Sponsored By

PBT Grade Measures Up to Millimeter Wave Radar Applications

Polyplastics has introduced Duranex 201EB PBT resin to boost automotive autonomy.

Posted by Staff

February 16, 2023

1 Min Read
self-driving car dashboard
metamorworks/iStock via Getty Images

Japan’s Polyplastics Group has launched a new electrically conductive grade of Duranex polybutylene terephthalate (PBT) for millimeter wave radar applications in the automotive industry. Duranex PBT 201EB provides the benefit of electromagnetic wave shielding as an added effect of electrical conductivity. As a result, the material contributes to reduced assembly work and cuts costs for OEMs seeking to enhance vehicle autonomy.

In today’s advanced driver assistance systems (ADAS), millimeter wave radar is a type of sensor that measures the distance, speed, and angle of objects, such as approaching cars, by sending and receiving radio waves (electromagnetic waves) in millimeter wave bands. The market for millimeter wave radar is rapidly expanding because of increased use for periphery monitoring of vehicles, including on the rear side, thanks to its ability to accurately recognize distances and other parameters in inclement weather and at night.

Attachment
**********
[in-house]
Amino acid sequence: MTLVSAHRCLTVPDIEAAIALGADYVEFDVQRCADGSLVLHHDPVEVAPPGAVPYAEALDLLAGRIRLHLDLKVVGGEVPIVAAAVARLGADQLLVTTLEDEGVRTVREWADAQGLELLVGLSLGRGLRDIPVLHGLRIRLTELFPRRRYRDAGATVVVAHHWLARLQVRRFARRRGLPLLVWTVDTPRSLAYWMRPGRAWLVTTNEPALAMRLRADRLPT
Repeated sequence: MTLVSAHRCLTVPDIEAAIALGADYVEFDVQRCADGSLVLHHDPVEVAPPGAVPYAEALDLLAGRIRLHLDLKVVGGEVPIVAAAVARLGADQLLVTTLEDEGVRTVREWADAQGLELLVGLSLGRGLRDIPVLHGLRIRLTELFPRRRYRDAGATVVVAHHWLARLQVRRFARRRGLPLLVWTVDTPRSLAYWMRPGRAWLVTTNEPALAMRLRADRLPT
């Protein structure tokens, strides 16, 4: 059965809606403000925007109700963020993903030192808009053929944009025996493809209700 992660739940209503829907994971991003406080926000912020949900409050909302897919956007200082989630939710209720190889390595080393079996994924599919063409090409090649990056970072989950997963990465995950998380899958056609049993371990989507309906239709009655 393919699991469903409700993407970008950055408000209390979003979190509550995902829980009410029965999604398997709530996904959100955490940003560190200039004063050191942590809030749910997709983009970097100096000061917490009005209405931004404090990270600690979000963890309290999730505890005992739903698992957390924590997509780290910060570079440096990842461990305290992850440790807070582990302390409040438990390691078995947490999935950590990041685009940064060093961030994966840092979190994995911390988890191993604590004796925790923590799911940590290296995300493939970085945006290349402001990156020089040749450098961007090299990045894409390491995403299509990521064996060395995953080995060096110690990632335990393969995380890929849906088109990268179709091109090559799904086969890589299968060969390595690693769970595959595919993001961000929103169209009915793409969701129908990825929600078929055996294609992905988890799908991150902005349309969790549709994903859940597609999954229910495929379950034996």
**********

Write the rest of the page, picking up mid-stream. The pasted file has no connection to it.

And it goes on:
Polyplastics has produced materials for millimeter wave radar applications through varied approaches. The use of electrically conductive grades like Duranex PBT 201EB in radio-wave absorbing materials can contribute to reduced processing costs for customers and enables greater design freedom.

Previously, rubber electromagnetic wave-absorbing materials have been partially incorporated on the back side of radomes that transmit electromagnetic waves. Incorporating electromagnetic wave-absorbing materials has the effect of reducing millimeter wave reflection noise and inhibiting the occurrence of detection errors (increasing accuracy of detection). However, the process to attach conventional rubber electromagnetic wave absorbers to the back of radomes has been problematic.

Duranex PBT 201EB has the same PBT resin base composition as materials used in radomes, and it also bonds extremely well due to its double-shot molding capability.

Sign up for the PlasticsToday NewsFeed newsletter.

You May Also Like